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E. C. Gustafson, E. R. Stevens, R. F. Miller; NMDA Receptor Coagonist Occupancy is Altered by Light Stimulus Contrast. Invest. Ophthalmol. Vis. Sci. 2010;51(13):1862.
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NMDA receptors require the simultaneous binding of both glutamate and a coagonist (either D-serine or glycine). Previous studies showed that the coagonist sites of retinal NMDARs are not fully occupied, suggesting the possibility of modulation of neuronal excitability through the availability/release of coagonist. Here we investigated whether changes in stimulus size or intensity would affect coagonist availability and NMDAR activity.
Two electrophysiological techniques were used in this study to measure inner retina light responses in the tiger salamander. Whole-cell recordings were used to study the light responses of retinal ganglion cells under a series of stimulus diameters and contrast levels. The Proximal Negative Field Potential (PNFP) was used to record extracellular responses from the proximal retina over a series of light intensities. The occupancy state of the NMDAR coagonist site was determined by repeating the stimulus series in the presence of D-serine. The level of NMDAR activity under the stimulus conditions was also studied using NMDAR blockers.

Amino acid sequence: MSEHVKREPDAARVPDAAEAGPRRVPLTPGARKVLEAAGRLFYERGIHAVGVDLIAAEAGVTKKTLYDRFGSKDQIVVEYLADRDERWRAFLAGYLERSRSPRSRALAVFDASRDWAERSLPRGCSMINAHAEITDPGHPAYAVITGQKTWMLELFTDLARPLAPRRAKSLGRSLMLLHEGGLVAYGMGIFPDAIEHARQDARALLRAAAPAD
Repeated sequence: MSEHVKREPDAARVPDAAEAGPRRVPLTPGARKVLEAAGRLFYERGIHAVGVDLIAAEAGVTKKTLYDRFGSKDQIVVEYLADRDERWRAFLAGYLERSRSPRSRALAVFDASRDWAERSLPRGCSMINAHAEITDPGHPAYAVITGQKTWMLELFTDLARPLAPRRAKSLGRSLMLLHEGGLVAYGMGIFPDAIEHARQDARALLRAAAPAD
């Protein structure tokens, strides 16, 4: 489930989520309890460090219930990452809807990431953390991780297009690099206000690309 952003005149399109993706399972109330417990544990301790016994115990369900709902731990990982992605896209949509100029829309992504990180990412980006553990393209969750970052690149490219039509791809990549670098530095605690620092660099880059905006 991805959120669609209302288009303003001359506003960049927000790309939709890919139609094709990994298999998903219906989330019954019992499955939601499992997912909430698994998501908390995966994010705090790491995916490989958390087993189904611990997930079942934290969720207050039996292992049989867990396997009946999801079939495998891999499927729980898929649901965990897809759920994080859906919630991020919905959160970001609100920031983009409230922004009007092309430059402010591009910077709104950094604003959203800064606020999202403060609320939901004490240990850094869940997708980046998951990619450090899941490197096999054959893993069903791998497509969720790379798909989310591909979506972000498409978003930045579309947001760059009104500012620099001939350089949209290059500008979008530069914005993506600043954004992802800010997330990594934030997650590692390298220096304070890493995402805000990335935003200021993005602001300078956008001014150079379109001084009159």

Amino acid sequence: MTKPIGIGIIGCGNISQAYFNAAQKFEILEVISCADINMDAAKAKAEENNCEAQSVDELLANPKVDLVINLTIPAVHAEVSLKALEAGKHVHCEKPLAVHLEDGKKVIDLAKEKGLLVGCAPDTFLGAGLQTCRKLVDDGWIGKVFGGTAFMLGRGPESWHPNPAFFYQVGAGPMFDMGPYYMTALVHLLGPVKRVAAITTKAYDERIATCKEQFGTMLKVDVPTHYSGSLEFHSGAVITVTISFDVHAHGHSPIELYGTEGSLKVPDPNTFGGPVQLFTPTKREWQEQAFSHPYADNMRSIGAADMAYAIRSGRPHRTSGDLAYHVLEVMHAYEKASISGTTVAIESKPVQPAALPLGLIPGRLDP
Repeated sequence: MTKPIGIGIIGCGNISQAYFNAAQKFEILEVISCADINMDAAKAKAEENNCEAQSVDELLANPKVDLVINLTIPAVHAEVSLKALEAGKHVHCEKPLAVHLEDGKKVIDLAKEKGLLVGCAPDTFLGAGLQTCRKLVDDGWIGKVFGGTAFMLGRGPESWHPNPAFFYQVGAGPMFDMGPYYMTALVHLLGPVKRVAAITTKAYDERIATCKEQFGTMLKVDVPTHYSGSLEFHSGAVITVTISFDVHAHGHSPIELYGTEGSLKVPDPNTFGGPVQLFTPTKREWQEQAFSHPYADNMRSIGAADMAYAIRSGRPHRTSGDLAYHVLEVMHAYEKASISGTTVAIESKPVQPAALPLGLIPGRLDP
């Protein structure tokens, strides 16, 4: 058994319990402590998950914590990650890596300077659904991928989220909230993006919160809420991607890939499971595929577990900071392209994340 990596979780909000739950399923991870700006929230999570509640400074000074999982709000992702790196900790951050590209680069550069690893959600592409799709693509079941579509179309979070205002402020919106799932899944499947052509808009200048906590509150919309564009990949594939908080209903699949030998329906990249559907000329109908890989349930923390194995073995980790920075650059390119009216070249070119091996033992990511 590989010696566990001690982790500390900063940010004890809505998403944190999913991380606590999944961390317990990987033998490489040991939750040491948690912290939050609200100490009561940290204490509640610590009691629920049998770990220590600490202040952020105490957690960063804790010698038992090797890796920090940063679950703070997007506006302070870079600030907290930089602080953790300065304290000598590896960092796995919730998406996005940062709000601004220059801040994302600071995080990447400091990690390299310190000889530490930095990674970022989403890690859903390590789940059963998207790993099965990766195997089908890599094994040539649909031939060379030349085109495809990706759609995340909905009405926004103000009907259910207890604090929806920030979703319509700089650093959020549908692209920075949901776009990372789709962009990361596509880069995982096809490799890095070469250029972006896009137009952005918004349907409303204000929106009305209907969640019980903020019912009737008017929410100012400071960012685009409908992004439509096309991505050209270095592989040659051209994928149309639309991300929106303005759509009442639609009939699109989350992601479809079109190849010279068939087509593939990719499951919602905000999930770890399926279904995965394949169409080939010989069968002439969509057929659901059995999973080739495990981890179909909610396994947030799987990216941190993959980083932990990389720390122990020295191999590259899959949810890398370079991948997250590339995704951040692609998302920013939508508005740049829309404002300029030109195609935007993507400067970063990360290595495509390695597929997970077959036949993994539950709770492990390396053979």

In recordings from retinal ganglion cells, no difference was seen in the percent enhancement of currents in the presence of D-serine or in the percent of the response mediated by NMDAR currents when the diameter of the stimulus was varied from 50-1200 µm. In contrast, the level of D-serine potentiation declined and NMDAR contributions grew as the contrast levels of a fixed diameter stimulus (250 µm) were increased (± 1.0 log units). Extracellular recordings of the PNFP, preformed over a larger range of contrasts (7 log units), demonstrated a large D-serine enhancement at low contrasts, a precipitous decline as the contrast was increased, and no augmentation at the highest levels of contrast.
The results from this study demonstrate that the availability of NMDAR coagonist in the inner retina is determined, in part, by the nature of the stimulus. Stimuli of larger contrasts resulted in saturation of the NMDAR coagonist site, suggesting that coagonist is released in a stimulus-dependent manner and that the level of NMDAR activation is controlled by its availability.
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